Don't do it! Its expensive, less sexy than steep sport climb, not as brotastic as bouldering and you will end of spending all your crag time sitting at the base of the cliff talking about "ethics"

Seriously though,

Easiest method is to make friends with gear owners, otherwise, buy a set of stoppers (they are all pretty much the same) and a single rack of cams (3"-.5") is probably good to start. Place all your gear at the base of a crag in as many configurations and anchor setups as possible. Once you feel cool with that, lead routes WAY under your limit and grow from there.
lostlazy · · Hoboken, NJ · Joined Sep 2009 · Points: 15
Eric K wrote: Don't do it! Its expensive
Word.
Ted Pinson · · Chicago, IL · Joined Jul 2014 · Points: 190
Scott McMahon wrote:Climb with people that climb trad. Plain and simple. Also I see alot of people with disposable cash that just go out and buy like a whole rack and sometimes double rack. Sure it's your money, but I remember growing up buying piece by piece. Hell in the beginning I couldn't even climb trad because I didn't have enough gear. Buying biners on sale, or maybe even a couple cams at a time is they were clearance. This way I researched what I wanted, sometimes traded some out and I really value my equipment. And you won't see me selling it here 50% off because I found out it wasn't my thing. haha a double rack with all the slings and all the biners is a SHIT TON of money. Oh and I loved reading books about the old day on people like Henry Barber, Yvon, the stonemasters, Underhill, layton Kor. Man you wanna talk about balls.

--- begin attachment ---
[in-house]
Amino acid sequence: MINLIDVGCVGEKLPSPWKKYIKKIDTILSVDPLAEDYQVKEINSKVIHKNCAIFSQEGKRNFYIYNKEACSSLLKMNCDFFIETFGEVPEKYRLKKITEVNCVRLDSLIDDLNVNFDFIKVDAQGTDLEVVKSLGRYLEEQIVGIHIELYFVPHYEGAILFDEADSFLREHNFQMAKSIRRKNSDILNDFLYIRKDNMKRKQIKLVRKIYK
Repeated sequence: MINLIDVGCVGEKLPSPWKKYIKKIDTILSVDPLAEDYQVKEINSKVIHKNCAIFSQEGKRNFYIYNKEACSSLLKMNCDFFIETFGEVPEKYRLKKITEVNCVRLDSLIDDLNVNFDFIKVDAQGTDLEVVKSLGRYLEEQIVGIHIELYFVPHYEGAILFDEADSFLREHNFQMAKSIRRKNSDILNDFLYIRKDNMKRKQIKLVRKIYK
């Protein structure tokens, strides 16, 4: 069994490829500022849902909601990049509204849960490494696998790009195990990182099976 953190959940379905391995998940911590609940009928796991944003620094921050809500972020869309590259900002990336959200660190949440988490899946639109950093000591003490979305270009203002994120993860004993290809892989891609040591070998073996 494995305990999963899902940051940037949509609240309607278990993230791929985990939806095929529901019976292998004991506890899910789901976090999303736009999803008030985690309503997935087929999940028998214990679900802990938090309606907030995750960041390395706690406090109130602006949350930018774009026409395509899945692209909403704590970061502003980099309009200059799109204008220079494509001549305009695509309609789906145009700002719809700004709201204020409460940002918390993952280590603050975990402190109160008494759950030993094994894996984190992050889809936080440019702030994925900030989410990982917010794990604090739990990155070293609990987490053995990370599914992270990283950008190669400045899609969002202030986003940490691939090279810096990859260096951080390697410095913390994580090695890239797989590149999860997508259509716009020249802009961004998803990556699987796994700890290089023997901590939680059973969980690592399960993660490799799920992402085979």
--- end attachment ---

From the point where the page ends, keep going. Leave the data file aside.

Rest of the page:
Agreed. Best time to build a rack: during the winter. Start with a set of nuts, then follow the sales and buy a cam every month or two. You don't need doubles off the back since you'll be climbing with other people who have gear. Climb with experienced people to see what gear you like and follow a ton to get a feel for placements, keeping the rope straight, extension, etc. If there's a crag near you that is accessible from the top, start off by setting TR anchors. Your first lead should be something you would feel comfortable soloing, because that's how it's going to feel (and very well may effectively be). Do a LOT of easy leads, bounce test your pieces, take practice falls with a TR backup, before you even think about pushing your grade.

Edit: and in case it wasn't clear: learn how to place passive gear! I witnessed a 40' whipper last weekend where the guy pulled two X4s before finally being caught by a nut. They ended up having to leave the nut because it was so wedged in there, but he walked away unscathed.
Br3tt · · Unknown Hometown · Joined Feb 2016 · Points: 0

Start posting in the partners forum and climb with people who climb trad. If you have the money it might be worth picking up a rack...I met up with more than a few people who were down to climb because I had a rope and rack.

May also help taking an anchors class, which should teach you a good amount about gear placement as well. I know I found more success when I told people I wanted to learn trad and could back it up with *something* indicative of my desire, if only to get hesitant partners to come up.

After following a few routes you'll get better at knowing what is a good placement (assuming a competent partner). It's more about experience, so hit up the partners forum every time you can climb, climb trad, bring coffee/gear or drive.

Also, read the thread in the beginners forum about getting asked out on a 2nd date. Things like having a Prussick, knowing your knots (which you probably already do), and offering to supply gear go a long ways to getting that "second date" with a partner. The entire thread is worth a read.

Paul Hutton · · Dirtbaggin · Joined Mar 2012 · Points: 701

Set up your profile so we know where to find a follower.

Guideline #1: Don't be a jerk.